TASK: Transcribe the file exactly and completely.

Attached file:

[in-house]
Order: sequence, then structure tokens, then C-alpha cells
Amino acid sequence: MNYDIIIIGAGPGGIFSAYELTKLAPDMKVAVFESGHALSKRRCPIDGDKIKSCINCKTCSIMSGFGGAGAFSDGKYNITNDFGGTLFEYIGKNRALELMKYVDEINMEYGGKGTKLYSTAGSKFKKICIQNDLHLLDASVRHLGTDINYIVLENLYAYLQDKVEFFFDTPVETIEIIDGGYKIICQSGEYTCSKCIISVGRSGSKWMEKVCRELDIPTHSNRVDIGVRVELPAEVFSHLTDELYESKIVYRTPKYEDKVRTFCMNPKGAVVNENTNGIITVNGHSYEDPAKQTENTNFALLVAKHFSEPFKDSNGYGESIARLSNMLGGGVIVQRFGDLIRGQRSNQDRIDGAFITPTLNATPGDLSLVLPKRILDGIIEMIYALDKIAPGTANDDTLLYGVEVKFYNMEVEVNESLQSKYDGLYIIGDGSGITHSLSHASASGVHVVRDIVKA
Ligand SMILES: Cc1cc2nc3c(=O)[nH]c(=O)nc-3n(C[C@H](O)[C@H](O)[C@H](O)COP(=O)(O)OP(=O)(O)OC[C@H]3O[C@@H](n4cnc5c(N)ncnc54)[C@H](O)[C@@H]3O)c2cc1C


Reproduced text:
[in-house]
Order: sequence, then structure tokens, then C-alpha cells
Amino acid sequence: MNYDIIIIGAGPGGIFSAYELTKLAPDMKVAVFESGHALSKRRCPIDGDKIKSCINCKTCSIMSGFGGAGAFSDGKYNITNDFGGTLFEYIGKNRALELMKYVDEINMEYGGKGTKLYSTAGSKFKKICIQNDLHLLDASVRHLGTDINYIVLENLYAYLQDKVEFFFDTPVETIEIIDGGYKIICQSGEYTCSKCIISVGRSGSKWMEKVCRELDIPTHSNRVDIGVRVELPAEVFSHLTDELYESKIVYRTPKYEDKVRTFCMNPKGAVVNENTNGIITVNGHSYEDPAKQTENTNFALLVAKHFSEPFKDSNGYGESIARLSNMLGGGVIVQRFGDLIRGQRSNQDRIDGAFITPTLNATPGDLSLVLPKRILDGIIEMIYALDKIAPGTANDDTLLYGVEVKFYNMEVEVNESLQSKYDGLYIIGDGSGITHSLSHASASGVHVVRDIVKA
Ligand SMILES: Cc1cc2nc3c(=O)[nH]c(=O)nc-3n(C[C@H](O)[C@H](O)[C@H](O)COP(=O)(O)OP(=O)(O)OC[C@H]3O[C@@H](n4cnc5c(N)ncnc54)[C@H](O)[C@@H]3O)c2cc1C